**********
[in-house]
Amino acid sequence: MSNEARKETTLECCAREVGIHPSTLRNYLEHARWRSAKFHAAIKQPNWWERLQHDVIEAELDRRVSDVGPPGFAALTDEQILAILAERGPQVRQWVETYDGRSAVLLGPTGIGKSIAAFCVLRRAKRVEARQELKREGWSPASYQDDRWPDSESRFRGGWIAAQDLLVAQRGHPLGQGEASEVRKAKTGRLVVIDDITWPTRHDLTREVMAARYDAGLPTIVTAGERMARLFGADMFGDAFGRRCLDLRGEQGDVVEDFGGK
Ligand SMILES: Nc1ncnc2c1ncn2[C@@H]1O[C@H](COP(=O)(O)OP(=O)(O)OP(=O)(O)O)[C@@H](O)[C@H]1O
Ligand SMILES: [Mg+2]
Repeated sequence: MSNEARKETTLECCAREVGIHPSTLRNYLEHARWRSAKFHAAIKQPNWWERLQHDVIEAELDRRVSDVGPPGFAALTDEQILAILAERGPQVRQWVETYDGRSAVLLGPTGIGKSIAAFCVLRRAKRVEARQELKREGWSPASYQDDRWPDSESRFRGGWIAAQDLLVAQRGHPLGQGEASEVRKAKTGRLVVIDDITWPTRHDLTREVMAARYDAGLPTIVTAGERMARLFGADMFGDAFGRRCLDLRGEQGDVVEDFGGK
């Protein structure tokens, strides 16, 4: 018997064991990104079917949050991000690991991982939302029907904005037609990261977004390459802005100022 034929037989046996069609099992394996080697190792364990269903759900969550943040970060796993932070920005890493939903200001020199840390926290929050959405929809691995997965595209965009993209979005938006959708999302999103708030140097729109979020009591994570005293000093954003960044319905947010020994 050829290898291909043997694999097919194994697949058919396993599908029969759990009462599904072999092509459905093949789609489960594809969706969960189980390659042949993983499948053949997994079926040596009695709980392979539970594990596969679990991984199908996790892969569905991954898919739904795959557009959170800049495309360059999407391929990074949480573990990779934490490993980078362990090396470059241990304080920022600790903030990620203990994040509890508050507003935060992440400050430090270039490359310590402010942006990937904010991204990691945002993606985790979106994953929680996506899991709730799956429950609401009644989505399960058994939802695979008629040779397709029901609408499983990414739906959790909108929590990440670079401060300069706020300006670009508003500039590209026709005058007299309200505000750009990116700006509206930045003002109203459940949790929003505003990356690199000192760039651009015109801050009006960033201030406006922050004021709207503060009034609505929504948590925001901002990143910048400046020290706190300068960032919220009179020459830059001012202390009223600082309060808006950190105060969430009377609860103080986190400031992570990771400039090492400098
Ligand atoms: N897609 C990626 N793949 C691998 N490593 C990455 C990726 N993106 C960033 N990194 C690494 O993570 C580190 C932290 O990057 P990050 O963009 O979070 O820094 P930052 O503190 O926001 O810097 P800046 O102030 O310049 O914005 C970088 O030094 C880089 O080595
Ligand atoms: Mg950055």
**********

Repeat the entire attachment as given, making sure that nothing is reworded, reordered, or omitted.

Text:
[in-house]
Amino acid sequence: MSNEARKETTLECCAREVGIHPSTLRNYLEHARWRSAKFHAAIKQPNWWERLQHDVIEAELDRRVSDVGPPGFAALTDEQILAILAERGPQVRQWVETYDGRSAVLLGPTGIGKSIAAFCVLRRAKRVEARQELKREGWSPASYQDDRWPDSESRFRGGWIAAQDLLVAQRGHPLGQGEASEVRKAKTGRLVVIDDITWPTRHDLTREVMAARYDAGLPTIVTAGERMARLFGADMFGDAFGRRCLDLRGEQGDVVEDFGGK
Ligand SMILES: Nc1ncnc2c1ncn2[C@@H]1O[C@H](COP(=O)(O)OP(=O)(O)OP(=O)(O)O)[C@@H](O)[C@H]1O
Ligand SMILES: [Mg+2]
Repeated sequence: MSNEARKETTLECCAREVGIHPSTLRNYLEHARWRSAKFHAAIKQPNWWERLQHDVIEAELDRRVSDVGPPGFAALTDEQILAILAERGPQVRQWVETYDGRSAVLLGPTGIGKSIAAFCVLRRAKRVEARQELKREGWSPASYQDDRWPDSESRFRGGWIAAQDLLVAQRGHPLGQGEASEVRKAKTGRLVVIDDITWPTRHDLTREVMAARYDAGLPTIVTAGERMARLFGADMFGDAFGRRCLDLRGEQGDVVEDFGGK
């Protein structure tokens, strides 16, 4: 018997064991990104079917949050991000690991991982939302029907904005037609990261977004390459802005100022 034929037989046996069609099992394996080697190792364990269903759900969550943040970060796993932070920005890493939903200001020199840390926290929050959405929809691995997965595209965009993209979005938006959708999302999103708030140097729109979020009591994570005293000093954003960044319905947010020994 050829290898291909043997694999097919194994697949058919396993599908029969759990009462599904072999092509459905093949789609489960594809969706969960189980390659042949993983499948053949997994079926040596009695709980392979539970594990596969679990991984199908996790892969569905991954898919739904795959557009959170800049495309360059999407391929990074949480573990990779934490490993980078362990090396470059241990304080920022600790903030990620203990994040509890508050507003935060992440400050430090270039490359310590402010942006990937904010991204990691945002993606985790979106994953929680996506899991709730799956429950609401009644989505399960058994939802695979008629040779397709029901609408499983990414739906959790909108929590990440670079401060300069706020300006670009508003500039590209026709005058007299309200505000750009990116700006509206930045003002109203459940949790929003505003990356690199000192760039651009015109801050009006960033201030406006922050004021709207503060009034609505929504948590925001901002990143910048400046020290706190300068960032919220009179020459830059001012202390009223600082309060808006950190105060969430009377609860103080986190400031992570990771400039090492400098
Ligand atoms: N897609 C990626 N793949 C691998 N490593 C990455 C990726 N993106 C960033 N990194 C690494 O993570 C580190 C932290 O990057 P990050 O963009 O979070 O820094 P930052 O503190 O926001 O810097 P800046 O102030 O310049 O914005 C970088 O030094 C880089 O080595
Ligand atoms: Mg950055």